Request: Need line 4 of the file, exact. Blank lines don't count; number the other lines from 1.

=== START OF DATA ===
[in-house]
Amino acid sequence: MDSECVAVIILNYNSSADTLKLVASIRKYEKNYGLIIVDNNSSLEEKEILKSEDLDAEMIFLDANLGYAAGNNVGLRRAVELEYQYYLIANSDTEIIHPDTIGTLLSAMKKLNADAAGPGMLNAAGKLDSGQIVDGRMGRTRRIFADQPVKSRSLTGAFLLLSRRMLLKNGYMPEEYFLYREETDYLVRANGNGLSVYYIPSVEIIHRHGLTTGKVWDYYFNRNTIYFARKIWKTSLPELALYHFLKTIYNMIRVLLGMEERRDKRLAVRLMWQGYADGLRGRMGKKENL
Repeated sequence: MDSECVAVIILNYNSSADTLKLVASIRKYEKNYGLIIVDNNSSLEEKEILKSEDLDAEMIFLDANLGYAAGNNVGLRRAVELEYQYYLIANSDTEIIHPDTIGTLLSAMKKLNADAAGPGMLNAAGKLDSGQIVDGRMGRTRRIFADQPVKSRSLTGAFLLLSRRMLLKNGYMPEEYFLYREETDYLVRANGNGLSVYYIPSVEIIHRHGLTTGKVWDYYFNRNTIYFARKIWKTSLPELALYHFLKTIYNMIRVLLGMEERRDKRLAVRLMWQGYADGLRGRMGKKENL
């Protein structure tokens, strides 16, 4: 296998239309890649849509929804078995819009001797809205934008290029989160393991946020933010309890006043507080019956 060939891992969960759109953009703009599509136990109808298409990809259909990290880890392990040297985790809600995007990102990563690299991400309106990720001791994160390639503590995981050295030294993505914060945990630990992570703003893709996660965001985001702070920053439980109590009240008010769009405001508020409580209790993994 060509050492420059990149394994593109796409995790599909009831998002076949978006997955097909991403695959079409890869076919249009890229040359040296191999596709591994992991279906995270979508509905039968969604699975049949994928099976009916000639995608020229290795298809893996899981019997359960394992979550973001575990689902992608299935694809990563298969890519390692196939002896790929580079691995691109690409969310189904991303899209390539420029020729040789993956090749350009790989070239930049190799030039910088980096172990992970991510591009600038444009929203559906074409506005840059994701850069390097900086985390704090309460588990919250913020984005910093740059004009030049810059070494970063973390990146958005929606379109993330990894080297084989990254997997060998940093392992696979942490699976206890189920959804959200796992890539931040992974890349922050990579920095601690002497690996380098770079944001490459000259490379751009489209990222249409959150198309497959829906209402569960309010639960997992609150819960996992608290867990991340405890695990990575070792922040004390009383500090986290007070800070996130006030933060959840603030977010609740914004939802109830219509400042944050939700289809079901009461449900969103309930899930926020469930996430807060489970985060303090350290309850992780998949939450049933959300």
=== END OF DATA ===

């Protein structure tokens, strides 16, 4: 296998239309890649849509929804078995819009001797809205934008290029989160393991946020933010309890006043507080019956 060939891992969960759109953009703009599509136990109808298409990809259909990290880890392990040297985790809600995007990102990563690299991400309106990720001791994160390639503590995981050295030294993505914060945990630990992570703003893709996660965001985001702070920053439980109590009240008010769009405001508020409580209790993994 060509050492420059990149394994593109796409995790599909009831998002076949978006997955097909991403695959079409890869076919249009890229040359040296191999596709591994992991279906995270979508509905039968969604699975049949994928099976009916000639995608020229290795298809893996899981019997359960394992979550973001575990689902992608299935694809990563298969890519390692196939002896790929580079691995691109690409969310189904991303899209390539420029020729040789993956090749350009790989070239930049190799030039910088980096172990992970991510591009600038444009929203559906074409506005840059994701850069390097900086985390704090309460588990919250913020984005910093740059004009030049810059070494970063973390990146958005929606379109993330990894080297084989990254997997060998940093392992696979942490699976206890189920959804959200796992890539931040992974890349922050990579920095601690002497690996380098770079944001490459000259490379751009489209990222249409959150198309497959829906209402569960309010639960997992609150819960996992608290867990991340405890695990990575070792922040004390009383500090986290007070800070996130006030933060959840603030977010609740914004939802109830219509400042944050939700289809079901009461449900969103309930899930926020469930996430807060489970985060303090350290309850992780998949939450049933959300």